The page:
Andy Brown v. State – Weathersby, etc. – 28-year-old Andy Brown was convicted of stabbing to death his 67-year-old neighbor Earlie Balford with a screwdriver. Brown’s mother would regularly provide dinner for Balford. When Andy delivered it on April 12, 2012, he claimed Balford lunged at him with a screwdriver and in the ensuing struggle, Balford was stabbed 18 times. Prior to trial, Brown was examined for competence and at the hearing, the psychologist testified that it appeared that Brown was being truthful. At trial, Brown attempted to introduce this opinion of the psychologist but the trial court denied it. The Court finds that it was not error to exclude this testimony. Nor was trial counsel ineffective in failing to encourage Brown to testify that Balford made a sexual pass at him at the time of the stabbing. The Court also rejects Brown’s arguments regarding the Weathersby rule as well as the failure to grant several manslaughter instructions. Justice Dickinson writes separately on Weathersby.
Calhoun Health Services v. Martha Glaspie – tort claims act – Glaspie worked as a nurse at the Calhoun Health Services community hospital nursing home. After she injured her back, she was required to undergo a drug screening. She was fired when a drug test came back positive for cocaine. Glaspie filed suit against the hospital for wrongful termination, negligence, defamation, and breach of the duty of good faith and fair dealing. Calhoun Health Services filed a motion for summary judgment.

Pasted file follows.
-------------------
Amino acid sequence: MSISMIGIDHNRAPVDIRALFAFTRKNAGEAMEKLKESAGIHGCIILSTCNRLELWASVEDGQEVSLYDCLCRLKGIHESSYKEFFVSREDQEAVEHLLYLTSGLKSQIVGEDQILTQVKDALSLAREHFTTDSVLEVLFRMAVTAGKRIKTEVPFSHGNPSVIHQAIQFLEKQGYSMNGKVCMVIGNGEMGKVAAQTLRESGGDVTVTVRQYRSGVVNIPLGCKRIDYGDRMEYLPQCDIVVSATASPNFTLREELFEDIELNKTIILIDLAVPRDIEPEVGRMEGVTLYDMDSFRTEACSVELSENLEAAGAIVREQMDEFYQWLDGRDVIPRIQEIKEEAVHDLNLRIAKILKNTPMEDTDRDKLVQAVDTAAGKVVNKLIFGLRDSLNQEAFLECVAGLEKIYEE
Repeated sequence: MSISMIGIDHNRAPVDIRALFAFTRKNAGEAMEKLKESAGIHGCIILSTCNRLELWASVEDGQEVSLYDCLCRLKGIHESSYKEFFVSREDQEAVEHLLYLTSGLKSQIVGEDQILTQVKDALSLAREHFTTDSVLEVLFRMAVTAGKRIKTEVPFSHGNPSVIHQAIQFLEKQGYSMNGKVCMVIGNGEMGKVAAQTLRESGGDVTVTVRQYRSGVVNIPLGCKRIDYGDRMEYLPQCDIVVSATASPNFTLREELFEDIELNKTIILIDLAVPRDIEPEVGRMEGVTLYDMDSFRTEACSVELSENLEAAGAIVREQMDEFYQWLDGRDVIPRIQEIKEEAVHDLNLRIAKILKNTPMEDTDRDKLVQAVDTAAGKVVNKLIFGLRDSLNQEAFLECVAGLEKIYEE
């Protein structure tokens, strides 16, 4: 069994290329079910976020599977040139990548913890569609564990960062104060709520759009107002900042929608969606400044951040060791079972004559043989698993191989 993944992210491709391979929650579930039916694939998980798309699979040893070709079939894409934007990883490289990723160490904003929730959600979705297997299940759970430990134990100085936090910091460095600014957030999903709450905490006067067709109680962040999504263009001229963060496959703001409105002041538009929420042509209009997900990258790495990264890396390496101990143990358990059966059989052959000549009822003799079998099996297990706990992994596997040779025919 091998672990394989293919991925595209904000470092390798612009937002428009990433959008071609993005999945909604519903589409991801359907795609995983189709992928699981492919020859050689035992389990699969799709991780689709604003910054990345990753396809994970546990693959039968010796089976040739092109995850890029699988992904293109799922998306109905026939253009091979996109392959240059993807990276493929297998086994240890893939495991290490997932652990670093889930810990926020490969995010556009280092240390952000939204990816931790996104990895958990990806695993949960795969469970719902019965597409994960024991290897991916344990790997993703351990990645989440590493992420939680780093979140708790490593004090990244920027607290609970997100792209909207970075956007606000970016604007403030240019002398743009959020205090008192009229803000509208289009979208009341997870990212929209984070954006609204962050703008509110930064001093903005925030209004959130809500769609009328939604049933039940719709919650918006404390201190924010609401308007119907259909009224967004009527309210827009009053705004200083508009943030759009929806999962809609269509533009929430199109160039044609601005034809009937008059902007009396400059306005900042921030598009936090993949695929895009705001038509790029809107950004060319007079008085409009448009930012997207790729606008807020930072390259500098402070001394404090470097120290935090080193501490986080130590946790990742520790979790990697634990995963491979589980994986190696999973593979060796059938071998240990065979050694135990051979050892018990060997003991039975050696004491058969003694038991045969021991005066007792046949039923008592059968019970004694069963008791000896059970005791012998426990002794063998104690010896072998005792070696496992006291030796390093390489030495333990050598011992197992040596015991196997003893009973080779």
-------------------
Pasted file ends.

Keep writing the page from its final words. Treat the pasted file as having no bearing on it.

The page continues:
The circuit court granted summary judgment in favor of Calhoun Health Services as to Glaspie’s defamation claim but denied the motion as to the remaining claims. Calhoun Health Services sought interlocutory review of the circuit court’s order denying summary judgment.
After this court granted interlocutory review in this case, the Court issued two opinions that altered the law relevant to the disposition of this case. See Boroujerdi v. City of Starkville, 158 So. 3d 1106 (Miss. 2015); Brantley v. City of Horn Lake, 152 So. 3d 1106, 1108 (Miss. 2014) [two tort claims act cases]. The trial court in this matter did not have the benefit of these two decisions. Therefore, we will allow the trial court to consider the facts of this case under the new law in the first instance. We vacate the judgment of the trial court and remand the case to the trial court for reconsideration under the present law.
Patrick Fluker v. State – revocation of conditional release/successive writs – Fluker filed two pcrs challenging the revocation of his conditonal release. The trial court found the latter pcr barred as a successive writ. The COA found that it was not a successive writ but was nonetheless barred by res judicata. The Miss.S.Ct. affirms but writes to clarify that it was barred as a successive writ.
The Court suspends the adoption of the new MRCP 5.1
Mississippi Power Company v. Mississippi Public Service Commission and Thomas Blanton – the Court denies rehearing of its Feb 12 decision reversing a rate increase but substitutes this opinion.